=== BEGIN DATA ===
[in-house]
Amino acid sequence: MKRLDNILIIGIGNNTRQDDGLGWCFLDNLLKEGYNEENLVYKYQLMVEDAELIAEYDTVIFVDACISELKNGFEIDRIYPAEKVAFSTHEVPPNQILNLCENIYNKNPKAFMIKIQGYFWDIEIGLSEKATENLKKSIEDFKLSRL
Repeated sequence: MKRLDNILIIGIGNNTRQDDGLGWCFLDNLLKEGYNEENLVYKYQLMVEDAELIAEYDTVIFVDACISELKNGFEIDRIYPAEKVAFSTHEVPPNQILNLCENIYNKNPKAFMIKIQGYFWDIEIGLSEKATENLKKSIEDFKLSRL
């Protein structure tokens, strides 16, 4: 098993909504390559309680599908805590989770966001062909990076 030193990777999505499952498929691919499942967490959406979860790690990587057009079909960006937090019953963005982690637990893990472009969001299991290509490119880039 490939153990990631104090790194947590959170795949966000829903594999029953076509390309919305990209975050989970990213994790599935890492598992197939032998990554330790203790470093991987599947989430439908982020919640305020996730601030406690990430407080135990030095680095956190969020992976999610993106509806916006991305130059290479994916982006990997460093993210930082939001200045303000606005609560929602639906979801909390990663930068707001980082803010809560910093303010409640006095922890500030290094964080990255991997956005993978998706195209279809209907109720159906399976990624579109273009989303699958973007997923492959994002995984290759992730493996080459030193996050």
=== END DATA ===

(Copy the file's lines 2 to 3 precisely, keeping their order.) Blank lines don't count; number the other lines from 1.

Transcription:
Amino acid sequence: MKRLDNILIIGIGNNTRQDDGLGWCFLDNLLKEGYNEENLVYKYQLMVEDAELIAEYDTVIFVDACISELKNGFEIDRIYPAEKVAFSTHEVPPNQILNLCENIYNKNPKAFMIKIQGYFWDIEIGLSEKATENLKKSIEDFKLSRL
Repeated sequence: MKRLDNILIIGIGNNTRQDDGLGWCFLDNLLKEGYNEENLVYKYQLMVEDAELIAEYDTVIFVDACISELKNGFEIDRIYPAEKVAFSTHEVPPNQILNLCENIYNKNPKAFMIKIQGYFWDIEIGLSEKATENLKKSIEDFKLSRL